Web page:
Welcome to this week’s Romance Writer’s Weekly Blog Hop. If you’ve arrived from Sarah Hegger’s blog, hi, and thanks for clicking! Don’t forget to check out her new release – Nobody’s Fool.
This week Jeanne McDonald asks – What is one of your favorite quotes from your book(s). Explain the reason why it’s your favorite and its significance to the story and characters
This week I decided to go old school, and talk about one of my favourite books, Pride and Prejudice. I’m not alone in my love of this book, although back when I was a fifteen-year-old student I was the only one in my class who actually enjoyed reading it for English. Why did I love it so much? Let’s take a look at my quote and I’ll tell you…
This quote says everything about the first part of the book. Although they are words of love, it’s a ‘gritted teeth’ admission rather than a passionate declaration. From the start Mr Darcy has looked down upon the Bennett family, and Elizabeth Bennett has felt disdain for his prideful ways. Then when Elizabeth is staying with her cousin, Mr Collins, and Darcy is visiting his aunt at Rosings, they come into contact with each other. Mr Darcy tells her how he loves her in spite of her background, and pretty much against all his better judgement. Exactly what a girl wants to hear! Way to go, Darcy.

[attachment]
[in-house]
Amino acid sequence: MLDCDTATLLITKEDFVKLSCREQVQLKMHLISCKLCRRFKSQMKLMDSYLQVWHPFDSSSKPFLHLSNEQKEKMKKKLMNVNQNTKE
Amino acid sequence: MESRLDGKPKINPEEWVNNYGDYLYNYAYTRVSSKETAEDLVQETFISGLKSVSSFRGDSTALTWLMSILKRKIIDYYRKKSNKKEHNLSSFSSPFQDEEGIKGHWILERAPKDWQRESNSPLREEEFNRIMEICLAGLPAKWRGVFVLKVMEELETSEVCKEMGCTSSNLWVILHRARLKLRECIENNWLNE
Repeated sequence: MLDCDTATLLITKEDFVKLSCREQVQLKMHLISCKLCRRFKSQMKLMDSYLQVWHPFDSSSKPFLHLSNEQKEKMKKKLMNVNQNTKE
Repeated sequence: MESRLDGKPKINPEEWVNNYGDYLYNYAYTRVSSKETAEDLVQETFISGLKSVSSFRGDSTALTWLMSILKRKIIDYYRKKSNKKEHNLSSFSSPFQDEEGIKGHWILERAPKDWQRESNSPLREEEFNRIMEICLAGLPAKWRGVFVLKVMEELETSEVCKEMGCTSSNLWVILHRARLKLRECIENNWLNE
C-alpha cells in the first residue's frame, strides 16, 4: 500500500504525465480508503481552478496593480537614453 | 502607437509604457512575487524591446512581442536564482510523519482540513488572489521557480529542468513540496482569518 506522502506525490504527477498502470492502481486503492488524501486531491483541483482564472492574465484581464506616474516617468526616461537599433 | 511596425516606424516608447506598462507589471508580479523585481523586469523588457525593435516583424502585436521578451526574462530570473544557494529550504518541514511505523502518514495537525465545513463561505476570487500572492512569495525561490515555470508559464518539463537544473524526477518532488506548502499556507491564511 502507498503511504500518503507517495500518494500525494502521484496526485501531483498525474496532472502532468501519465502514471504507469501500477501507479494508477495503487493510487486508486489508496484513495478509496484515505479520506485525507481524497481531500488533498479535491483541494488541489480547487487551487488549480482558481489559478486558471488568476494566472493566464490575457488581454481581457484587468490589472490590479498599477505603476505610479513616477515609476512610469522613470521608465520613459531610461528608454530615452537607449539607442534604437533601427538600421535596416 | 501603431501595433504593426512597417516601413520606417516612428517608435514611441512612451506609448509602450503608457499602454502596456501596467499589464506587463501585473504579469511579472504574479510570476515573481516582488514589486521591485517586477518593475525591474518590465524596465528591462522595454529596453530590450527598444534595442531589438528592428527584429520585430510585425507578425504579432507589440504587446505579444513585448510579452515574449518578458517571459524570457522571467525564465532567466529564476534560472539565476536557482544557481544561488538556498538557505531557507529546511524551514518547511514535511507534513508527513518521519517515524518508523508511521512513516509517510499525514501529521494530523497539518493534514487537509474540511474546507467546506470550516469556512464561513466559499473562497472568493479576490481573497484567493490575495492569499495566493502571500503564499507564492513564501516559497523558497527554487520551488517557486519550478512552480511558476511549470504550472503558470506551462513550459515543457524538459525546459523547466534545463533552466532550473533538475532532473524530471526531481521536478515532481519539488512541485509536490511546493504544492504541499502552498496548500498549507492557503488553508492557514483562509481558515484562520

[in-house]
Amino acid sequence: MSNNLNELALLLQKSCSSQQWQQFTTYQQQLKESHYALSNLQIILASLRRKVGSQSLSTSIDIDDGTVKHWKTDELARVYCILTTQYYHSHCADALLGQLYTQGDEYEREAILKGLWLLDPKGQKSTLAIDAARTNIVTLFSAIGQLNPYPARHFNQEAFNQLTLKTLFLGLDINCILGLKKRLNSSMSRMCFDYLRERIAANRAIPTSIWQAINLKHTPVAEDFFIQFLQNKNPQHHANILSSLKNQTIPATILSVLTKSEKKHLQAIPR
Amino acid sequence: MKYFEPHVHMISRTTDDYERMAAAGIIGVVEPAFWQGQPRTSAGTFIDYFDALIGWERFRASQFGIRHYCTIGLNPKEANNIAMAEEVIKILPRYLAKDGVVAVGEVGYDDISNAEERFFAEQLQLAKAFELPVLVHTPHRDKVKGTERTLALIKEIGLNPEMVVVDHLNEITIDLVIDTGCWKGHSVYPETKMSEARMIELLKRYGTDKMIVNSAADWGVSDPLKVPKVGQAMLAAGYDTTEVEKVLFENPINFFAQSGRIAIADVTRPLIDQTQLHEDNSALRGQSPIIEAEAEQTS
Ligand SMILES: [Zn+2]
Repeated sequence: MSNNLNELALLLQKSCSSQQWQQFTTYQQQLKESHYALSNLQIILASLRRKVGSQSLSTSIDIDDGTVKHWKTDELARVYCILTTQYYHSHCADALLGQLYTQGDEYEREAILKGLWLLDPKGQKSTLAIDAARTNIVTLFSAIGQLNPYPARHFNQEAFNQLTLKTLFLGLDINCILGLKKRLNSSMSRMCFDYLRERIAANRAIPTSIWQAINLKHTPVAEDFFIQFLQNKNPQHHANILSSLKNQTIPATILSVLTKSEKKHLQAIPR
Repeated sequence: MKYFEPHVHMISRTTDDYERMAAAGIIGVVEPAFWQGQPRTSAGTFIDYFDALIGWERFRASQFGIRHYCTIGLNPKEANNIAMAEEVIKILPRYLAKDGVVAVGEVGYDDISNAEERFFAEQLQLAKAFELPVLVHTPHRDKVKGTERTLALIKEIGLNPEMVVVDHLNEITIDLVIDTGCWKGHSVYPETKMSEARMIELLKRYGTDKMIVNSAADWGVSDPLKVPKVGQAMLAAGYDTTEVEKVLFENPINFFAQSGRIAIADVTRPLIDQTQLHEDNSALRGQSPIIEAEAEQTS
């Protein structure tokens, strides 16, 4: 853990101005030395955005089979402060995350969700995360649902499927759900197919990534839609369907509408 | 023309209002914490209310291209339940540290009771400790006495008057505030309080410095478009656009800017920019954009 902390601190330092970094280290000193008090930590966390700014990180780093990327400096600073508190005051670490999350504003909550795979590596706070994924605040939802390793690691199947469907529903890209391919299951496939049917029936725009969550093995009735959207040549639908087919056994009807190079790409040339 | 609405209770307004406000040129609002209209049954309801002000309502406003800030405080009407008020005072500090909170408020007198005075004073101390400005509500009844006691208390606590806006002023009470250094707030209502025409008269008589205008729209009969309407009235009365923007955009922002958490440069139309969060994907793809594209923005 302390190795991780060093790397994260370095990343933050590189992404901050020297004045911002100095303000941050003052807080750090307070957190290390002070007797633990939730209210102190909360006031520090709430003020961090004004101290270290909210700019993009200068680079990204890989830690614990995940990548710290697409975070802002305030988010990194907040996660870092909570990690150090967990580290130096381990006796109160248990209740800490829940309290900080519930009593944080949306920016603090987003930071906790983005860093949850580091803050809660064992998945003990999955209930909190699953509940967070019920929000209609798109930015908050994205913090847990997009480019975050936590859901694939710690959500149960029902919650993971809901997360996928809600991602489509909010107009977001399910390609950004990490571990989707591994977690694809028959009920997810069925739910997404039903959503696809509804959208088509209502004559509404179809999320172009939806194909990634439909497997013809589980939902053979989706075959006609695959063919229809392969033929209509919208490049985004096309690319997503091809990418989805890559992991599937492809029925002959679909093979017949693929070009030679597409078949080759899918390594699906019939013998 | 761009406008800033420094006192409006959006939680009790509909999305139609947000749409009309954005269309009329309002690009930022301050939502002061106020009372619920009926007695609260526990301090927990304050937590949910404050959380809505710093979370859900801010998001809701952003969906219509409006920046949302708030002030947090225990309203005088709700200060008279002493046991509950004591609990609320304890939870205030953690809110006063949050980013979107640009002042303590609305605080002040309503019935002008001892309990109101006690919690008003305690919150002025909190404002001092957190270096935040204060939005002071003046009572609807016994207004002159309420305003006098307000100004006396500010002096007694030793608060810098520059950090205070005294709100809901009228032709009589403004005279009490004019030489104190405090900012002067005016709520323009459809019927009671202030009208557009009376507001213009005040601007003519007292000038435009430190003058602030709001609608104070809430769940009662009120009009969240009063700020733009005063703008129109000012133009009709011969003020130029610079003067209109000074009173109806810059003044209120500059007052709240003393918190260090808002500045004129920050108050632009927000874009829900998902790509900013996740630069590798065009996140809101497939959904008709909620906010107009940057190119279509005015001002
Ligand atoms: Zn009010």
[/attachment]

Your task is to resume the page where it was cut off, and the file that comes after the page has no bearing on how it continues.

Of course Elizabeth declines his favour, and tells him to go and take a running jump. In the BBC adaptation he does exactly that. If you’ve not seen it before, I can highly recommend the ‘lake’ scene (insert gratuitous clip here, because you can never get enough Darcy!!)
The thing I love about Pride and Prejudice (apart from Mr Darcy, of course) is the character development. Elizabeth and Darcy start out hating each other – she dislikes his pride, and he dislikes her family. But as the two get to know each other better, something deeper grows between them. Though Mr Darcy is the first to realise that this connection might be love, Elizabeth eventually catches up. That’s because Darcy finally realises he doesn’t love her IN SPITE of who she is, but BECAUSE that’s who she is. An important difference. When he carries out his final act of chivalry–saving her sister from a fate worse than death–Elizabeth, too, realises that she’s fallen in love with him.
P&P is full of so many beautiful quotes it was hard to narrow one down. But this one is perfect, because it is truly the watershed of the book, taking us from their unfortunate beginnings and deep into the middle, where attachment starts to form. That’s the best part of any romance in my opinion!